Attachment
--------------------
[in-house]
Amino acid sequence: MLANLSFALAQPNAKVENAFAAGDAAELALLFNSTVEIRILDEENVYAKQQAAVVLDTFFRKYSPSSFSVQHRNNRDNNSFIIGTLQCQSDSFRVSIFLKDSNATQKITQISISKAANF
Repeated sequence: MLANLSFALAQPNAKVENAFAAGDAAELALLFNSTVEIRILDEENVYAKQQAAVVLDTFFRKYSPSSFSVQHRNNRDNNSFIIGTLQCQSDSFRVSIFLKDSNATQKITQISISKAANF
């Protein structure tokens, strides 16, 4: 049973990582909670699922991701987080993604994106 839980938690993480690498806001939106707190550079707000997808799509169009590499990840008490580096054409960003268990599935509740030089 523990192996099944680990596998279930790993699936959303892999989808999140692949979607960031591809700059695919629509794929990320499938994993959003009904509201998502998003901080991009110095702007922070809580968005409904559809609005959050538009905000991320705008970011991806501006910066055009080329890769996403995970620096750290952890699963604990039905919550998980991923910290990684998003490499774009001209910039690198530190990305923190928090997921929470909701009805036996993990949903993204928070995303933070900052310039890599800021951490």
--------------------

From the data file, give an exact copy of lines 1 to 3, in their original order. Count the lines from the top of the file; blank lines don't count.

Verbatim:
[in-house]
Amino acid sequence: MLANLSFALAQPNAKVENAFAAGDAAELALLFNSTVEIRILDEENVYAKQQAAVVLDTFFRKYSPSSFSVQHRNNRDNNSFIIGTLQCQSDSFRVSIFLKDSNATQKITQISISKAANF
Repeated sequence: MLANLSFALAQPNAKVENAFAAGDAAELALLFNSTVEIRILDEENVYAKQQAAVVLDTFFRKYSPSSFSVQHRNNRDNNSFIIGTLQCQSDSFRVSIFLKDSNATQKITQISISKAANF